Bubble Worker Syndrome refers to people who find it impossible to disconnect from work obligations. They cannot mark the boundary between their private and work lives, and so are always connected with their job. Toxic productivity is the drive to be productive at all times – not just at work, but in all areas of life. This can happen when people push themselves to unhealthy extremes in order to accomplish more, often at the expense of physical and mental health.
While it is not a new phenomenon, an increase in Bubble Worker Syndrome can be attributed to the rapid advance of new communication technologies, through which people can continue to work from home or remotely – especially since Covid and its lockdowns gave rise to working from home and hybrid workplaces.
Yet a rise in Bubble Worker Syndrome cannot be solely blamed on the rapid development of communication technology. It includes a prevailing work culture that does not respect personal time or reward those who take time off. The rise of Grind culture – commanding people to “wear busy” like a badge of honour - does not help. It sells the misconceptions:
- Working long work hours will show your dedication and value.
- Pushing yourself harder will accomplish your next goal.
- Ploughing in extra time will prove how indispensable you are.
All that this truly accomplishes is to foster a company culture that supports an unhealthy desire to be productive at all times, at all costs, placing employees’ worth in how much they produce and demolishing the line between work and personal life.
Here are six red flags shared by people who have succumbed to Bubble Worker Syndrome or toxic productivity in the workplace:
- Working overtime regularly. It is not abnormal to work extra hours to reach a tight deadline or finish a big project. However, this practice can quickly turn toxic when it becomes the norm. This includes working after hours and on weekends, starting early to get a jump on work before the workday starts, and checking and responding to work emails and WhatsApp during personal time. The difference between falling foul of Bubble Worker Syndrome and being overworked? Regularly putting in extra hours because you feel compelled to do so is a red flag, while doing this out of necessity means you are likely overloaded with work.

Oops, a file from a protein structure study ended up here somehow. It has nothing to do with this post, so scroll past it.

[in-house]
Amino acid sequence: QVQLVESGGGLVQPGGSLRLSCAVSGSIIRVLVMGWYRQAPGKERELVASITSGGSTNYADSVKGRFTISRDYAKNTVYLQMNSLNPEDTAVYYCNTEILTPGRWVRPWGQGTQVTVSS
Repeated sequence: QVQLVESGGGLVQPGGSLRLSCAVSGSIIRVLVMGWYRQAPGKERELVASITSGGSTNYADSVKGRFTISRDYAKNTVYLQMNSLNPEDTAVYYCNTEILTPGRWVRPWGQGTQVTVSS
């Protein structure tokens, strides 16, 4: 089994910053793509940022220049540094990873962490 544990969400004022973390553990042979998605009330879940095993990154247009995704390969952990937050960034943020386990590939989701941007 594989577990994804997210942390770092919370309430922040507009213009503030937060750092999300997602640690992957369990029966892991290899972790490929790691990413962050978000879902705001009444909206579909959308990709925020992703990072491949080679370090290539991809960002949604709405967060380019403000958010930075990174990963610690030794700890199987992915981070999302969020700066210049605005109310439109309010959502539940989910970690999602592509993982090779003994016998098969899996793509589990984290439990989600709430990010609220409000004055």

- Feeling guilty about not getting enough work done. People suffering from toxic productivity or who cannot disassociate from work often strive to complete an exceptional amount of work instead of what is reasonable. In a culture that equates happiness and success with achievement, it has become more difficult to manage the nagging feeling that we are not doing enough if we are not always productive.
- Only wanting to partake in activities that have a clear purpose. People who suffer from Bubble Worker Syndrome or toxic productivity often feel like they are wasting time if they are not working to achieve a specific goal. Thus, they may avoid “unproductive” activities like spending time with friends and family, or just relaxing.
- Deprioritising self-care. For people who believe they are wasting time if they are not working, self-care seems like a poor use of time. This leads to giving scant attention to things like rest, cooking healthy meals, and spending time with family and friends. Such a person may skip meals or put off exercise if it is deemed to get in the way of work. They will refrain from taking leave and down social invitations.
- Experiencing chronic stress and anxiety. Despite the store they put in being productive, trying to be “on” all the time can take a serious toll on mental and physical wellbeing. People who cannot cut off from work, and invest their personal time in doing more, might still feel stressed about all the work they have to do and be anxious that they are not doing enough. Depression is also a common symptom for people who become disconnected from loved ones and activities they used to enjoy.